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I found the design evolution interesting. Especially the change in inlets as the performance increased. Mind you, it's what I'd expect given the relative efficiencies and regimes of efficiency for the different inlets. *smile* I can't help but think of a different approach being taken and Durandal derivatives with a F-16-style inlet (much as the Vought V1100 derived from the Crusader) or the fully-variable inlet that was studied for an advanced F-16.

Anyone have ideas in how to model this in 1/72? I'm thinking that a 1/72 crusader nose and inlet would be too big, perhaps use a 1/100 one?
 

elmayerle

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Sentinel Chicken said:
elmayerle said:
or the fully-variable inlet that was studied for an advanced F-16.
Oh, now see, you can't just say that without going into MORE detail, Evan!
If memory serves me - I don't have the AIAA paper in front of me - it was a wide and narrow 2-D inlet with the forward portion on the bottom. I keep wanting to build a F-16XL model with it and replace the standard vertical tail with the proposed all-moving one that used a standard F-16 horizontal tail.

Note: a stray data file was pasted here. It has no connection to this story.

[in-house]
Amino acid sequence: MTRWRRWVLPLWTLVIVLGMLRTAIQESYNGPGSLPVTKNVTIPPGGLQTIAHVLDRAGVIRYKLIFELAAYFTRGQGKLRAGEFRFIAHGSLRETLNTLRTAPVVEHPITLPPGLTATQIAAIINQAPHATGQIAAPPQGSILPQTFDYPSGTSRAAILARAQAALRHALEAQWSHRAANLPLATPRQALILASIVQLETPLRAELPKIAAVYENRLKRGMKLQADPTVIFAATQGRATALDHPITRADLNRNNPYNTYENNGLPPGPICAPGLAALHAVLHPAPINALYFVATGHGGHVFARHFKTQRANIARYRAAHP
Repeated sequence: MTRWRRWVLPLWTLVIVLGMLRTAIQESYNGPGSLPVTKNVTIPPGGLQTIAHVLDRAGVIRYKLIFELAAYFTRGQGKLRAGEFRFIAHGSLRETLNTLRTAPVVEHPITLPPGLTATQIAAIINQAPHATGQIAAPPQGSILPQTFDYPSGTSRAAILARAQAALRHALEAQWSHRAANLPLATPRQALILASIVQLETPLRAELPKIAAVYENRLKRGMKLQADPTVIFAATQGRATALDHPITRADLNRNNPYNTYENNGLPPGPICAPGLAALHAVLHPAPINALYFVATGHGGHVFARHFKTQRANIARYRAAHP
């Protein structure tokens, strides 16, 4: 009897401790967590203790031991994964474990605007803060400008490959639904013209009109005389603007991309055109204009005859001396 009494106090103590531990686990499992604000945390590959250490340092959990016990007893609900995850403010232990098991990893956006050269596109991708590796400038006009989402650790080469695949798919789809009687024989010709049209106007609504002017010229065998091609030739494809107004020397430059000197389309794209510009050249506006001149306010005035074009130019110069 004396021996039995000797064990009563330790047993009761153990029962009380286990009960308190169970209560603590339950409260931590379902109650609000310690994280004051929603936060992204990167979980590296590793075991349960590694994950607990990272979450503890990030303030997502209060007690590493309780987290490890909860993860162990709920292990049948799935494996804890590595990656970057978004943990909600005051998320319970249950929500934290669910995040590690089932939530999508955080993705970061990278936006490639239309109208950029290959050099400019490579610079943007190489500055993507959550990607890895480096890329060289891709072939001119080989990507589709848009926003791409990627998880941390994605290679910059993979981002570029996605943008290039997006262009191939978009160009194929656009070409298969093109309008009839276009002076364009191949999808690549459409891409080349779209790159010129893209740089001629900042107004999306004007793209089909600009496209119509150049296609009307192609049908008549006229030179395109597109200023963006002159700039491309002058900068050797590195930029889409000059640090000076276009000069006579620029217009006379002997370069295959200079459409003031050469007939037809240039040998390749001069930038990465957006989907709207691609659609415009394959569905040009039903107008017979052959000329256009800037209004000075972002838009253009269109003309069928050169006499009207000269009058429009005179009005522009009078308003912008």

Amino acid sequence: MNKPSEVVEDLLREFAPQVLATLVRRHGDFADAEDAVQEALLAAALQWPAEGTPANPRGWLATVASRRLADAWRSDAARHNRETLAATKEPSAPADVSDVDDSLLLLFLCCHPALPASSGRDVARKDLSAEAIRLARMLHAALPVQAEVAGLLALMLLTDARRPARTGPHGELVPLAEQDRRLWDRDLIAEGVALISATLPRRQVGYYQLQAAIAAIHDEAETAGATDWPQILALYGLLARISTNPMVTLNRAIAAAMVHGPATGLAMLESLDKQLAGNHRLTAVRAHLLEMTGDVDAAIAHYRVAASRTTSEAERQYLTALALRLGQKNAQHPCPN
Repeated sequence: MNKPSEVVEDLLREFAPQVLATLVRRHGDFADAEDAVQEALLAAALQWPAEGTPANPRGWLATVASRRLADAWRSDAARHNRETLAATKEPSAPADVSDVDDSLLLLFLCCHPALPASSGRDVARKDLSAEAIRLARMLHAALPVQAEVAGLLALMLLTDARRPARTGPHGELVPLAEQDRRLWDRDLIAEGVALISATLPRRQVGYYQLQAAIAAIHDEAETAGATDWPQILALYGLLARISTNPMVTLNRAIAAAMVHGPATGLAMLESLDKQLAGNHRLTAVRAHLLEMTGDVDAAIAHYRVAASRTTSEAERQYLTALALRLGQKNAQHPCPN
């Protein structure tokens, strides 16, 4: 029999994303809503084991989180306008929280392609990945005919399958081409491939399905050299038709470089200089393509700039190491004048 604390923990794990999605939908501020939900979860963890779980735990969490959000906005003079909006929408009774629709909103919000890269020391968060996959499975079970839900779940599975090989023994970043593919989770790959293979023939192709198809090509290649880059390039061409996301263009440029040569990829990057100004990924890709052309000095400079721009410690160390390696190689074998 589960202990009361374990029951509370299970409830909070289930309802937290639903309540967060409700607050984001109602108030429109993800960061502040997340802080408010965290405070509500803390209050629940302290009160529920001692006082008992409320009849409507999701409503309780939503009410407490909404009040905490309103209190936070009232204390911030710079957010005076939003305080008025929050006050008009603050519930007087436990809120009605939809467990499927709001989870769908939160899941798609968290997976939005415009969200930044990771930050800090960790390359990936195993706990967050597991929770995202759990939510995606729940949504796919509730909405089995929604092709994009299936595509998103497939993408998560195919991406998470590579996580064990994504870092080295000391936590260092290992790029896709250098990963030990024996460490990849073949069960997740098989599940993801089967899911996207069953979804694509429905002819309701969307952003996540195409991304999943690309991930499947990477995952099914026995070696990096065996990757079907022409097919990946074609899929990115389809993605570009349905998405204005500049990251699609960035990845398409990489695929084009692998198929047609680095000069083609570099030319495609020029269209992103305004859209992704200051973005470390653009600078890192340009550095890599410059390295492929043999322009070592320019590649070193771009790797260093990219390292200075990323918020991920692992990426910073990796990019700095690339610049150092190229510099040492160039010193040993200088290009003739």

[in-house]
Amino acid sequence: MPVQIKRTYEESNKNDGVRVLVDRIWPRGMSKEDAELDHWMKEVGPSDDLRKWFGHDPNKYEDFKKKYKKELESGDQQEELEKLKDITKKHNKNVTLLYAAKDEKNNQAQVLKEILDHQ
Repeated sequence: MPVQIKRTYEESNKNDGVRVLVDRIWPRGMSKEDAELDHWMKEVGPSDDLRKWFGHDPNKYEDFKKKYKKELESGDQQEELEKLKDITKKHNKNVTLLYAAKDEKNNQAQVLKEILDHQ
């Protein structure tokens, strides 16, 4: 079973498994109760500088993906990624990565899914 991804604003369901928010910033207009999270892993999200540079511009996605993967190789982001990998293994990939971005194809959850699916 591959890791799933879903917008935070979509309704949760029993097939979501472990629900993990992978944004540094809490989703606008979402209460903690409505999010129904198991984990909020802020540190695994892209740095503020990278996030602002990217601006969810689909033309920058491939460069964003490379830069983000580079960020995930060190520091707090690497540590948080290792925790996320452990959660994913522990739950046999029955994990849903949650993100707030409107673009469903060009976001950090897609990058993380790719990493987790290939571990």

Archibald

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I thought that the Durandal IV would have had the Atar-9 of 6000kgp to reach mach-2, because the Mirage III followed the same path.
The III-01 from november 1956 had the Atar-101 (4500kgp) but the III-A from may 1958 had the Atar-9C.
Elmayerle, there's no model at all of the durandal :-[
Considering the basic durandal design, with a frontal air-intake ala
F-100 I had imagined that a radome would have been necessary...(exactly like on the F-86D and F-100I designs)
Dassault was more wise and draw the Mirage III directly with side air-intakes.
I think I will make a durandal IV model to complete my breguet 1120 after all both were competitor for the Aeronavale.

Any drawings about the Mirage V (the naval proposal of 1956, not the well-known Mirage III derivative)
 

Jemiba

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Mirage V, navalized III ...
 

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Archibald

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Bloody hell!!! This Mirage III has a TAIL !!! :eek: :eek: :eek:
Thanks for the drawing, Jemiba !!!!
 

Archibald

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;) and the fuselage/ tail combo looks like a Super Etendard...nice machine!!!